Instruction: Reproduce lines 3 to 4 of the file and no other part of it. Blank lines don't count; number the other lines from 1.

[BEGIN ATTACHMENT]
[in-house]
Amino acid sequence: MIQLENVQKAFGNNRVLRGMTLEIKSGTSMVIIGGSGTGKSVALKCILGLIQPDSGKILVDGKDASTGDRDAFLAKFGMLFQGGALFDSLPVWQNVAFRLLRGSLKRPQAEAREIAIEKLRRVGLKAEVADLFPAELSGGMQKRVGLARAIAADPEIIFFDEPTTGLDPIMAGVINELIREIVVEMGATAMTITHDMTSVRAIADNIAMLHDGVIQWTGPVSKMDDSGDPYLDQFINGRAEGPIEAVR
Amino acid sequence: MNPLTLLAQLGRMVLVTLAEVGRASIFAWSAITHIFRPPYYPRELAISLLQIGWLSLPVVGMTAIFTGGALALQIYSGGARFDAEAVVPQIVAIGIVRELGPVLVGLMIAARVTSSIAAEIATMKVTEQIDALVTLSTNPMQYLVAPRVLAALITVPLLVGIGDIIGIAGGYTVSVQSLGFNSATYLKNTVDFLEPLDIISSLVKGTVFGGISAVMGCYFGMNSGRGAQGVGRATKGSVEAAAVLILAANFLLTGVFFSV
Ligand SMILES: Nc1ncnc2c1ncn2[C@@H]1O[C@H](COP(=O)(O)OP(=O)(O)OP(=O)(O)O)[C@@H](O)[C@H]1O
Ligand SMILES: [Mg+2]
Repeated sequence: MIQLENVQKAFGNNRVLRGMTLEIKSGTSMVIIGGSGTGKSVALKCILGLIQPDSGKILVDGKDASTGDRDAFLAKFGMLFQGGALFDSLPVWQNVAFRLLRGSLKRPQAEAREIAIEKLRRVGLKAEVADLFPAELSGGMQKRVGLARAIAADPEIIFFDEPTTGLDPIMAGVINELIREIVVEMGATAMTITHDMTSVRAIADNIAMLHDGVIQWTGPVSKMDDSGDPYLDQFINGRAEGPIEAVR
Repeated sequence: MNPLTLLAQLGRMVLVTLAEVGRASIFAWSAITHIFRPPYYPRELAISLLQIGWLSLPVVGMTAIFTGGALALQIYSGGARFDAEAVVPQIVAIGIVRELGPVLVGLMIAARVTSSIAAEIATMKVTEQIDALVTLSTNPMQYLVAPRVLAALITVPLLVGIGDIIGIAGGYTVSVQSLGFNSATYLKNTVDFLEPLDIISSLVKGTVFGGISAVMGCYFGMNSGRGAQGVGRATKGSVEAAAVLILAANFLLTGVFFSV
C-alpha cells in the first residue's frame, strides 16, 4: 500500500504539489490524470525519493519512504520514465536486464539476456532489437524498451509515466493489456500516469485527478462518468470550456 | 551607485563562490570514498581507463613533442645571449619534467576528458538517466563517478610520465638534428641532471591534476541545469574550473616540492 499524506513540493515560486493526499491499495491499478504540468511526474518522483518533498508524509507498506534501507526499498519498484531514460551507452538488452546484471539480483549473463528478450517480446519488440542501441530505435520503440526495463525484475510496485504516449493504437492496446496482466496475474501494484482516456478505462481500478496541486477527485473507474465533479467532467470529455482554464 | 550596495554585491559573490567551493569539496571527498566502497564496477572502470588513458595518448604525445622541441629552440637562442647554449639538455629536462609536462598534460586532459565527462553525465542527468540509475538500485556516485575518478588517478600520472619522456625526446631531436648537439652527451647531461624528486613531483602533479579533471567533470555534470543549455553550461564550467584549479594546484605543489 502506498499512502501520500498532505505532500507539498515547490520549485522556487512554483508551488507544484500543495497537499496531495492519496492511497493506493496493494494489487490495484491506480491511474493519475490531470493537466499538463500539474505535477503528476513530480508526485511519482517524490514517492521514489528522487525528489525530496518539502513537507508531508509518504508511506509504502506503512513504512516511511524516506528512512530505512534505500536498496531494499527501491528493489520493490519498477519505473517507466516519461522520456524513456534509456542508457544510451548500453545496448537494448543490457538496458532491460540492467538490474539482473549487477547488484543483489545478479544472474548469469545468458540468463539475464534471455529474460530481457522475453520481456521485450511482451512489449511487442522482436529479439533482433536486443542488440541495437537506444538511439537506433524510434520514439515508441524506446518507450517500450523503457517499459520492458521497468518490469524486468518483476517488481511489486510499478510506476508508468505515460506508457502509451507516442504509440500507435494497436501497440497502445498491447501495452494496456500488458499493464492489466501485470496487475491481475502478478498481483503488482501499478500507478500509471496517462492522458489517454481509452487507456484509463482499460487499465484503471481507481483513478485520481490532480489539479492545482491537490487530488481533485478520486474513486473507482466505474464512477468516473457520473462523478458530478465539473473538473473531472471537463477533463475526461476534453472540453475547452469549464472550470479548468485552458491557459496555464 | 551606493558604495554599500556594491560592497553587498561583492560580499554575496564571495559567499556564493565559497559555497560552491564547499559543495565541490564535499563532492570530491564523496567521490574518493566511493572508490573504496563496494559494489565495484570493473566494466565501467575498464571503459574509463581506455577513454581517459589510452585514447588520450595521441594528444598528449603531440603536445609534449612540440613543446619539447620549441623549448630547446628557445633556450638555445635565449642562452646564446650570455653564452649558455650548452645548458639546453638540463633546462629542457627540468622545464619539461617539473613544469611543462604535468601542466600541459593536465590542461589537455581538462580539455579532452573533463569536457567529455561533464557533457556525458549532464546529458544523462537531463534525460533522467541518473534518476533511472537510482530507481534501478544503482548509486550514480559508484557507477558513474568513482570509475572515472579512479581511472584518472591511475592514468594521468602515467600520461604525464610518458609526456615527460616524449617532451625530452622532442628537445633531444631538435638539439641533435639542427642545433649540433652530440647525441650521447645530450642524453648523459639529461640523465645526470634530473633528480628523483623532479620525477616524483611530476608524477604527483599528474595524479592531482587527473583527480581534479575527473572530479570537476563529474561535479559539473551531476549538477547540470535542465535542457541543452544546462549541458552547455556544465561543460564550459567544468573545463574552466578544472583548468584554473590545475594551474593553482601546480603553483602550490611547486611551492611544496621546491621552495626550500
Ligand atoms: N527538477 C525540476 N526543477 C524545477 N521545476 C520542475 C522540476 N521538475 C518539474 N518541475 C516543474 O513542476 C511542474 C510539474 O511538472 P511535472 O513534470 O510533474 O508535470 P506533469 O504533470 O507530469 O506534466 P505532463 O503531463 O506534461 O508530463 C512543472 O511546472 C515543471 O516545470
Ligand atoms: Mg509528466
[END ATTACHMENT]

Amino acid sequence: MNPLTLLAQLGRMVLVTLAEVGRASIFAWSAITHIFRPPYYPRELAISLLQIGWLSLPVVGMTAIFTGGALALQIYSGGARFDAEAVVPQIVAIGIVRELGPVLVGLMIAARVTSSIAAEIATMKVTEQIDALVTLSTNPMQYLVAPRVLAALITVPLLVGIGDIIGIAGGYTVSVQSLGFNSATYLKNTVDFLEPLDIISSLVKGTVFGGISAVMGCYFGMNSGRGAQGVGRATKGSVEAAAVLILAANFLLTGVFFSV
Ligand SMILES: Nc1ncnc2c1ncn2[C@@H]1O[C@H](COP(=O)(O)OP(=O)(O)OP(=O)(O)O)[C@@H](O)[C@H]1O